According to data, crypto and digital payments companies paid nearly $6 billion in fines in 2023 for shortcomings in customer checks and anti-money laundering controls violations.
Crypto and fintech groups faced fines exceeding those of the entire traditional financial system in 2023, the Financial Times reports, citing data compiled by software provider Fenergo. Data revealed that the crypto industry paid a staggering $5.8 billion in fines last year, due to security shortcomings, anti-money laundering controls, and failures to uphold sanctions to address financial crime issues.
The majority of the sum included a $4.3 billion penalty imposed on Binance, described by U.S. prosecutors as “one of the largest corporate penalties in U.S. history.” As noted by the report, the figure far surpassed the $835 million paid by traditional financial services groups, marking the lowest level in a decade.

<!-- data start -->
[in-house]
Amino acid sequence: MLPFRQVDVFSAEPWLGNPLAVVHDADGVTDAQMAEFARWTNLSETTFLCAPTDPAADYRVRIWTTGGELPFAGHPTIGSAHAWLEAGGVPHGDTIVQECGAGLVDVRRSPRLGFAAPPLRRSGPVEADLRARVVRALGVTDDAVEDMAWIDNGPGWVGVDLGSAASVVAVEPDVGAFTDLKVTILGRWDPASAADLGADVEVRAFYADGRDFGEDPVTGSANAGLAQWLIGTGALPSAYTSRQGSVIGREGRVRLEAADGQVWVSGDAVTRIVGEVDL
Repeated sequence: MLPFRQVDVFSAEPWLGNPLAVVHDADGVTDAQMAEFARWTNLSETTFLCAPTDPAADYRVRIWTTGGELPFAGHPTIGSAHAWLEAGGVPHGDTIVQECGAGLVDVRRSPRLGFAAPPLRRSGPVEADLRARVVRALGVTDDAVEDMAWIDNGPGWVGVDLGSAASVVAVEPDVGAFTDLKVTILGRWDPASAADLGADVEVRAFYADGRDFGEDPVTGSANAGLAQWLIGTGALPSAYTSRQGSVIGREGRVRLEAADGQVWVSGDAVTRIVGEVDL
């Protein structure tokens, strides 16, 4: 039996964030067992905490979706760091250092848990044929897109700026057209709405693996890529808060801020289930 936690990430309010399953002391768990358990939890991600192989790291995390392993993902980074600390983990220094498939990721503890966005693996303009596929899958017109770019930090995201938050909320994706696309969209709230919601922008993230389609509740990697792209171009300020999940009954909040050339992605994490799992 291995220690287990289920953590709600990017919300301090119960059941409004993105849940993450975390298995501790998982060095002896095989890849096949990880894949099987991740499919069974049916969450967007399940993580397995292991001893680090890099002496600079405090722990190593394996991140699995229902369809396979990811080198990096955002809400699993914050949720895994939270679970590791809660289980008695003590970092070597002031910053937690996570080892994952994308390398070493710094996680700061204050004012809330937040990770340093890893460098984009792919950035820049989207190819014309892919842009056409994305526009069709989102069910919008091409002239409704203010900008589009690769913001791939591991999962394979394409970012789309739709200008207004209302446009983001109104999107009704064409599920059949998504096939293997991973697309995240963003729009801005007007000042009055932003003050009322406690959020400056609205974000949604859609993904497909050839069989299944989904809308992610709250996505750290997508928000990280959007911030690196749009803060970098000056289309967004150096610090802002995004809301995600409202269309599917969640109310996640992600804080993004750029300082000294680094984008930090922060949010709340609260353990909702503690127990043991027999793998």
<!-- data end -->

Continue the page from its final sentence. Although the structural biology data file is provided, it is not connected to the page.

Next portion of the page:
Fines for money laundering and other financial crime violations | Source: The Financial Times You might also like: Crypto regulation in 2024: forecasts and perspectives
Data also indicated that total fines for money laundering and financial crime violations rose over 30% to $6.6 billion in 2023, although the figure remains below the 2015 peak of $11.3 billion. According to the Financial Times, the number of fines against crypto firms increased significantly last year, as crypto businesses faced 11 fines, compared to an average of less than two a year over the past five years.
In late November 2023, U.S. Commodity Futures Trading Commission (CFTC) Commissioner Christy Goldsmith Romero said the regulator would continue to pursue cryptocurrency exchanges that break the law, emphasizing the agency’s efforts to crack down on services that help users circumvent KYC rules.
Romero’s statement came shortly after Binance CEO Changpeng Zhao joined the other disgraced crypto entrepreneur Sam Bankman-Fried in making headlines, admitting to charges against him and his cryptocurrency exchange that included violating U.S. anti-money laundering laws.
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